Reading and writing tests required by the state have not been passed by many high school seniors.
Several thousand high school seniors in the state's Class of 2011 face the risk of not graduating because they haven't passed required reading and writing tests, echoing a situation from a year ago.
Minnesota Department of Education figures, released Wednesday to the Star Tribune, show that 4,872 seniors have yet to pass either or both of tests; that amounts to about 8 percent of all seniors tested.
This is the second year that passing both tests has been a state graduation requirement, and the figures are similar to those from last year. A final count for the Class of 2010, issued in January, found that 7 percent of seniors -- 4,794 -- had not passed either or both tests, even after additional chances to take them were offered beyond the school year.
Seniors are allowed to retake the tests after waiting six weeks, through the summer and into the fall. This year, the possibility of a state government shutdown starting July 1 could complicate matters, however. Although several school districts contacted about a shutdown said they have enough cash on hand or would borrow to continue operations as usual at least through the summer, it was unclear if the tests would still be administered.
State education officials familiar with the tests could not be reached for comment.
State Education Commissioner Brenda Cassellius, who has criticized the slow pace of Minnesota student test score improvement, expressed frustration over the latest findings.
"My sense of this is that this is another piece of data we've been getting over a number of months that show we are either staying stagnant, or falling a little behind," she said.
Cassellius aimed most of her disappointment at seniors' passing rates on the state math test, even though students still can graduate without it by meeting alternative requirements. Twenty-five percent of this year's seniors still haven't passed the math test.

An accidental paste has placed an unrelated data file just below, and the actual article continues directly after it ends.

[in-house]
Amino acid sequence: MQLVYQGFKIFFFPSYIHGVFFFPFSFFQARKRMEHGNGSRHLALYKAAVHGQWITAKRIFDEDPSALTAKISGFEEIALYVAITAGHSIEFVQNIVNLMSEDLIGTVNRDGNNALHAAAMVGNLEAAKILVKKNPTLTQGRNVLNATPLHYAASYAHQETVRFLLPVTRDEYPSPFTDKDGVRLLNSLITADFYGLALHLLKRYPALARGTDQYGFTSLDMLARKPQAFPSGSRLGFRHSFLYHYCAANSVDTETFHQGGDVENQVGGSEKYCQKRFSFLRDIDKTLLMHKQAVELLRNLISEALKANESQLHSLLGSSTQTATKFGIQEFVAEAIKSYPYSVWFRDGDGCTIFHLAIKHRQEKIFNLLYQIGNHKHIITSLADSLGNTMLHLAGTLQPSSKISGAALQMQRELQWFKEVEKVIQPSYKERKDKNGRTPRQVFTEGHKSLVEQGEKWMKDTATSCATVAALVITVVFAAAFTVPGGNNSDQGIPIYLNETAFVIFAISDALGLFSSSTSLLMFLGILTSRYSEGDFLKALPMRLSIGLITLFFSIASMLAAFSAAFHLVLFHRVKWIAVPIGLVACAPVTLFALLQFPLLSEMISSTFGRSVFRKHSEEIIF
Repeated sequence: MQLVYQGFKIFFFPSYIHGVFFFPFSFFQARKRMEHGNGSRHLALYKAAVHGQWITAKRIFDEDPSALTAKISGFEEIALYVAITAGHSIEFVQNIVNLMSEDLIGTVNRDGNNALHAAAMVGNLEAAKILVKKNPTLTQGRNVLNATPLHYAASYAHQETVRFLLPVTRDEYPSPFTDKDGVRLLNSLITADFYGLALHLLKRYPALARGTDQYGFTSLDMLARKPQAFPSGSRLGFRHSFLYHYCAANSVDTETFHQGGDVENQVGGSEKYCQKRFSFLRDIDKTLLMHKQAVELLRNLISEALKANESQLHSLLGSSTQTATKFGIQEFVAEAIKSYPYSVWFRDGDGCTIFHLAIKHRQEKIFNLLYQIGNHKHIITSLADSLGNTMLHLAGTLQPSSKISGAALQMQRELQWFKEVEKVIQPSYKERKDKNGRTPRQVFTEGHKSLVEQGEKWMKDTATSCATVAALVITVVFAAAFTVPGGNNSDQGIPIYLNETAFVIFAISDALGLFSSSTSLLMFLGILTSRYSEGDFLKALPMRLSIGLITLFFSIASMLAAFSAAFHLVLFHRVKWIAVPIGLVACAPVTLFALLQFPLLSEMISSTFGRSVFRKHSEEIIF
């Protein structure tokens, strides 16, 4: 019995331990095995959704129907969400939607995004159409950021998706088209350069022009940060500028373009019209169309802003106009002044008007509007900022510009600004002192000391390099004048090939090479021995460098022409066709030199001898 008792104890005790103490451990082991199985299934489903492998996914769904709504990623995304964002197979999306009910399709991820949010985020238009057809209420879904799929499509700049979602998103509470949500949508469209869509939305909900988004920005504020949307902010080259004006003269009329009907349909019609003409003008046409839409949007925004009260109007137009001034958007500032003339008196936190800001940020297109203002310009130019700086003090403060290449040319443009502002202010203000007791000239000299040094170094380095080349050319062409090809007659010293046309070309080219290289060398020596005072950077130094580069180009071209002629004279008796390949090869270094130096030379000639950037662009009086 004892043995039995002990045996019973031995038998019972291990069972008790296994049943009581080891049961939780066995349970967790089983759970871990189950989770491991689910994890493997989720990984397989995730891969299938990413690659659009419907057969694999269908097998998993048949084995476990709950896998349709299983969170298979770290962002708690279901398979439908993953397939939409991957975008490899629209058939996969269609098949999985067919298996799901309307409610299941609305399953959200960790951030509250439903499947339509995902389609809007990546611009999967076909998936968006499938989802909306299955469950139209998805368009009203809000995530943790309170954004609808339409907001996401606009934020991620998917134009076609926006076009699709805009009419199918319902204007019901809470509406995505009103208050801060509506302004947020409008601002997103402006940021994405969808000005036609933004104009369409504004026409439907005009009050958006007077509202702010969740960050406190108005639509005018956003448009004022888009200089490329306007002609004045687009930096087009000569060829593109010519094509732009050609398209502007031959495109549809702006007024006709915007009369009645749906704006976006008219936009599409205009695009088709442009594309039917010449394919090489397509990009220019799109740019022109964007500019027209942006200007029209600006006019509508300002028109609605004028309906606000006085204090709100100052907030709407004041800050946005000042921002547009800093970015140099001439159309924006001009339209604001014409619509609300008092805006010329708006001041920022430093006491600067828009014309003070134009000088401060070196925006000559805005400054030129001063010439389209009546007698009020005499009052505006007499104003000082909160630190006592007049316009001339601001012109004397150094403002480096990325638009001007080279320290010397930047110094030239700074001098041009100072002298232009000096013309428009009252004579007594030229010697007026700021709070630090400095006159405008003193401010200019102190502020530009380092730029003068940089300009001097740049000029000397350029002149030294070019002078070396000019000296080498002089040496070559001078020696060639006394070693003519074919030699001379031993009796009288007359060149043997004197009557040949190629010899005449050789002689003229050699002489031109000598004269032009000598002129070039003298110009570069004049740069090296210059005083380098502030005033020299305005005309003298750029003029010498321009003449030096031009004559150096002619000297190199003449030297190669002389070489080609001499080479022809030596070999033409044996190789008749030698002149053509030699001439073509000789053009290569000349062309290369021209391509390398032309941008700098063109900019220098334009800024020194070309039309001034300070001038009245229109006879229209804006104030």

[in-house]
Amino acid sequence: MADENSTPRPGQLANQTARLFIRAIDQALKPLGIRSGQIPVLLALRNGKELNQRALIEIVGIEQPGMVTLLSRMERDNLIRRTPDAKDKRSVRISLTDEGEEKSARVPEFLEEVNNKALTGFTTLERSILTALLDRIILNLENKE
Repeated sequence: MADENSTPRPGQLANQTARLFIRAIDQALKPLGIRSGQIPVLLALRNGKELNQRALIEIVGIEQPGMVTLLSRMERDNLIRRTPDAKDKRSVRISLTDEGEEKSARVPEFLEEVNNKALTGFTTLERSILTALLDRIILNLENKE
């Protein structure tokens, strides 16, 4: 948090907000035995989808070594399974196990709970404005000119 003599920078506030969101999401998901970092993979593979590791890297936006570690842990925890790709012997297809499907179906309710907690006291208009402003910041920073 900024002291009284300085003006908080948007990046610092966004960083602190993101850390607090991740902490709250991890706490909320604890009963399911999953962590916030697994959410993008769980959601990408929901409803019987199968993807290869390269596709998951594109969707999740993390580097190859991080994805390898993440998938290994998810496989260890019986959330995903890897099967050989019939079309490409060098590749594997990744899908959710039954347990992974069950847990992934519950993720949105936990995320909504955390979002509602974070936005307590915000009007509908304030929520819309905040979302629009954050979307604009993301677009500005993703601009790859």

"We really need to accelerate our focus on mathematics," Cassellius said. She has repeatedly stressed that Minnesota students need to acquire advanced technical skills to compete for the worldwide high-tech jobs of the future.
Math proficiency also will take on higher stakes beginning with the Class of 2015, when students will have to pass the math test as well as reading and writing to graduate.
Cassellius also focused on the writing test results, which showed a 97 percent passing rate among this year's seniors. "The writing numbers are pretty high," she said. "But I've been on record as saying it's a very easy test."
State writing tests are given starting in the ninth grade, reading tests beginning in 10th grade, and math tests in 11th grade.
The number of seniors who have come up short on the tests isn't final and is likely to drop. In 2010, for instance, several hundred seniors were able to pass their tests after the school year ended.
"It's important to state that many of these kids continue on in summer, and take the tests, and pass the tests, and do graduate," Cassellius said.
Something the test numbers don't show is the number of seniors who would not graduate regardless because they lack the required number of high school credits.
"That's the big mystery," said Charlie Kyte, executive director of the Minnesota Association of School Administrators and a former schools superintendent.
"Of those 4,000 kids, some have multiple reasons for not graduating. You've got some kids who are two credits short of graduation. Those kids sometimes come back in summer schools and take the courses, sometimes they come back next year, and some don't ever graduate."
The four-year high school graduation rate for Minnesota was 76 percent for the 2009-10 school year. That percentage factors in students who dropped out of school and those who are continuing school beyond four years. It is not restricted to seniors.
Norman Draper • 612-673-4547
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